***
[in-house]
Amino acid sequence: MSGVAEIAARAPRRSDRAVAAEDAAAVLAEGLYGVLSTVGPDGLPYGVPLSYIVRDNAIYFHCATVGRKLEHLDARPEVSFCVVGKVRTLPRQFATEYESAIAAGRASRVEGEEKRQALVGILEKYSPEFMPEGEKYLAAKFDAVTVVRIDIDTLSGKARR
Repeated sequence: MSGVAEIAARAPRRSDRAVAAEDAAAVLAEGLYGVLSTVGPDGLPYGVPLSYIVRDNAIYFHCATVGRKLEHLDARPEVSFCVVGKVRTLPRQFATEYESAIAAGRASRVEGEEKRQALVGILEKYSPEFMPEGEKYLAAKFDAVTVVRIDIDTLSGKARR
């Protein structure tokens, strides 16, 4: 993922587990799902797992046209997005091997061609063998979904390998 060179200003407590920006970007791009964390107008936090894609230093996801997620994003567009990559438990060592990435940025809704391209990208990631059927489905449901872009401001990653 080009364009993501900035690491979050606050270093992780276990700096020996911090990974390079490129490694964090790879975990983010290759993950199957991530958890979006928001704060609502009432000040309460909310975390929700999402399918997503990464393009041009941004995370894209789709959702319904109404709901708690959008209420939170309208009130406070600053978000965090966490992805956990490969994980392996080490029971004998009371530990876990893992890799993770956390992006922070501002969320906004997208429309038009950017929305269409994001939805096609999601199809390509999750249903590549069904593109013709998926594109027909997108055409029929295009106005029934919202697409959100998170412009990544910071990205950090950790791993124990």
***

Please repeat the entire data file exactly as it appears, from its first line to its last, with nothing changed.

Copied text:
[in-house]
Amino acid sequence: MSGVAEIAARAPRRSDRAVAAEDAAAVLAEGLYGVLSTVGPDGLPYGVPLSYIVRDNAIYFHCATVGRKLEHLDARPEVSFCVVGKVRTLPRQFATEYESAIAAGRASRVEGEEKRQALVGILEKYSPEFMPEGEKYLAAKFDAVTVVRIDIDTLSGKARR
Repeated sequence: MSGVAEIAARAPRRSDRAVAAEDAAAVLAEGLYGVLSTVGPDGLPYGVPLSYIVRDNAIYFHCATVGRKLEHLDARPEVSFCVVGKVRTLPRQFATEYESAIAAGRASRVEGEEKRQALVGILEKYSPEFMPEGEKYLAAKFDAVTVVRIDIDTLSGKARR
């Protein structure tokens, strides 16, 4: 993922587990799902797992046209997005091997061609063998979904390998 060179200003407590920006970007791009964390107008936090894609230093996801997620994003567009990559438990060592990435940025809704391209990208990631059927489905449901872009401001990653 080009364009993501900035690491979050606050270093992780276990700096020996911090990974390079490129490694964090790879975990983010290759993950199957991530958890979006928001704060609502009432000040309460909310975390929700999402399918997503990464393009041009941004995370894209789709959702319904109404709901708690959008209420939170309208009130406070600053978000965090966490992805956990490969994980392996080490029971004998009371530990876990893992890799993770956390992006922070501002969320906004997208429309038009950017929305269409994001939805096609999601199809390509999750249903590549069904593109013709998926594109027909997108055409029929295009106005029934919202697409959100998170412009990544910071990205950090950790791993124990």